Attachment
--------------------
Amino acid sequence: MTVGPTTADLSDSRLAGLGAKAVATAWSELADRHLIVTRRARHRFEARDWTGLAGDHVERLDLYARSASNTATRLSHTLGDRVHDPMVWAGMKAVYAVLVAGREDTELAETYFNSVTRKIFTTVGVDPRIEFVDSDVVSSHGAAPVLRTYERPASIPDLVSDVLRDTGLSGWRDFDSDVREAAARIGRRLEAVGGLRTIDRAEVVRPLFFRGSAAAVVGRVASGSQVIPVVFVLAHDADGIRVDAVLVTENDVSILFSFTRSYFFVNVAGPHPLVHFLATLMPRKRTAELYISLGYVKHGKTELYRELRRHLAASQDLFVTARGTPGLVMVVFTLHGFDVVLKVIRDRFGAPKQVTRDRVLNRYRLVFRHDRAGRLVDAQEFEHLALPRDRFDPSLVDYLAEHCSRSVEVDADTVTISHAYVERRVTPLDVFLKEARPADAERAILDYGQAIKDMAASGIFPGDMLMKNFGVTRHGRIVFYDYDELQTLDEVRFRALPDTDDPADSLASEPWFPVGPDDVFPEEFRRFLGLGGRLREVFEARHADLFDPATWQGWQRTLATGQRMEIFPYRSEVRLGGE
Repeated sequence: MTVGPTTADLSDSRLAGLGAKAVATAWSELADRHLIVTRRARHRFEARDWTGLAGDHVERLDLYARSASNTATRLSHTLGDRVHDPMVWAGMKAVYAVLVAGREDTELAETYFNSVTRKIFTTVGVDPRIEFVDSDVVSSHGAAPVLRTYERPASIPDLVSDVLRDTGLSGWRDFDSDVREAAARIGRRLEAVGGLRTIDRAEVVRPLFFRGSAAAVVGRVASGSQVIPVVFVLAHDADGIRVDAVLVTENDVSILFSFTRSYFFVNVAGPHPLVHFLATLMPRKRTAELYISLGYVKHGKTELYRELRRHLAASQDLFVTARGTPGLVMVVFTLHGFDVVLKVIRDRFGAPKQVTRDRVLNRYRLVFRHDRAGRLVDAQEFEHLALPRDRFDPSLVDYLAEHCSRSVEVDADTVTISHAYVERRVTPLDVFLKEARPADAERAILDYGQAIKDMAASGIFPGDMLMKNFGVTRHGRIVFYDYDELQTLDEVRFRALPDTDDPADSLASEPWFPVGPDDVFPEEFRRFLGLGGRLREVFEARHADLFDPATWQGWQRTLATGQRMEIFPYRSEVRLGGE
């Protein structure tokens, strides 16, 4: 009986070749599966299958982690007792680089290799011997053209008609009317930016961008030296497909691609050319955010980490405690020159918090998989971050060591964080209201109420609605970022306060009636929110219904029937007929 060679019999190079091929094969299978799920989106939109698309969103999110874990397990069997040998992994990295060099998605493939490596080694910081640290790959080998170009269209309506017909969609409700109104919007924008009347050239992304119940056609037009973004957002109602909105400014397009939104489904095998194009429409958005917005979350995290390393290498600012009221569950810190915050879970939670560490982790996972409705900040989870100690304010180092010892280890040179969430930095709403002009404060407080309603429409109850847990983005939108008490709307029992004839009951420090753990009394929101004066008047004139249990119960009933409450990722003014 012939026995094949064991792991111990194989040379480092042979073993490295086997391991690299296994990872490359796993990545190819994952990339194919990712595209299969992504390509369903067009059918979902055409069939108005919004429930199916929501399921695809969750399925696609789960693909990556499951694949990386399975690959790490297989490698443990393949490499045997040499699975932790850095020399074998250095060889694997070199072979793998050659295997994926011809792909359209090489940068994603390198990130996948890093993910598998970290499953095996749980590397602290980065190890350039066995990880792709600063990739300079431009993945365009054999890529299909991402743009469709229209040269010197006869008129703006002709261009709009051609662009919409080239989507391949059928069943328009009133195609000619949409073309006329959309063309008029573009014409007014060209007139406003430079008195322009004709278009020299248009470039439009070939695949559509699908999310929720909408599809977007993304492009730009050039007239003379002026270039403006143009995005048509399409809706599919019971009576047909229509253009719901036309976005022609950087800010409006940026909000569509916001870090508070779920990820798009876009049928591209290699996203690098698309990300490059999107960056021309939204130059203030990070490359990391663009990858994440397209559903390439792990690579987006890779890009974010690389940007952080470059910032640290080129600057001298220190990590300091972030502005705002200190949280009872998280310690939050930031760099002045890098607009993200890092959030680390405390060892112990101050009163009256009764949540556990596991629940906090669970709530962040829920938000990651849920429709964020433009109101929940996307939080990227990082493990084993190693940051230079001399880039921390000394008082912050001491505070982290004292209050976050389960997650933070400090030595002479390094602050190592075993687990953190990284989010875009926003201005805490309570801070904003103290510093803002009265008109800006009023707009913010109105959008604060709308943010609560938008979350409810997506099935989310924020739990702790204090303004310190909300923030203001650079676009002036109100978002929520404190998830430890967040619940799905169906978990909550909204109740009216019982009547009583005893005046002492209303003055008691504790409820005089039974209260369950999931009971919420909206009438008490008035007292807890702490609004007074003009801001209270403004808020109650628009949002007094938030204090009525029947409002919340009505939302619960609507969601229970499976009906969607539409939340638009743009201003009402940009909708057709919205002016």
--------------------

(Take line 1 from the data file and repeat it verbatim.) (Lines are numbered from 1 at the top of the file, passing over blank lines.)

Amino acid sequence: MTVGPTTADLSDSRLAGLGAKAVATAWSELADRHLIVTRRARHRFEARDWTGLAGDHVERLDLYARSASNTATRLSHTLGDRVHDPMVWAGMKAVYAVLVAGREDTELAETYFNSVTRKIFTTVGVDPRIEFVDSDVVSSHGAAPVLRTYERPASIPDLVSDVLRDTGLSGWRDFDSDVREAAARIGRRLEAVGGLRTIDRAEVVRPLFFRGSAAAVVGRVASGSQVIPVVFVLAHDADGIRVDAVLVTENDVSILFSFTRSYFFVNVAGPHPLVHFLATLMPRKRTAELYISLGYVKHGKTELYRELRRHLAASQDLFVTARGTPGLVMVVFTLHGFDVVLKVIRDRFGAPKQVTRDRVLNRYRLVFRHDRAGRLVDAQEFEHLALPRDRFDPSLVDYLAEHCSRSVEVDADTVTISHAYVERRVTPLDVFLKEARPADAERAILDYGQAIKDMAASGIFPGDMLMKNFGVTRHGRIVFYDYDELQTLDEVRFRALPDTDDPADSLASEPWFPVGPDDVFPEEFRRFLGLGGRLREVFEARHADLFDPATWQGWQRTLATGQRMEIFPYRSEVRLGGE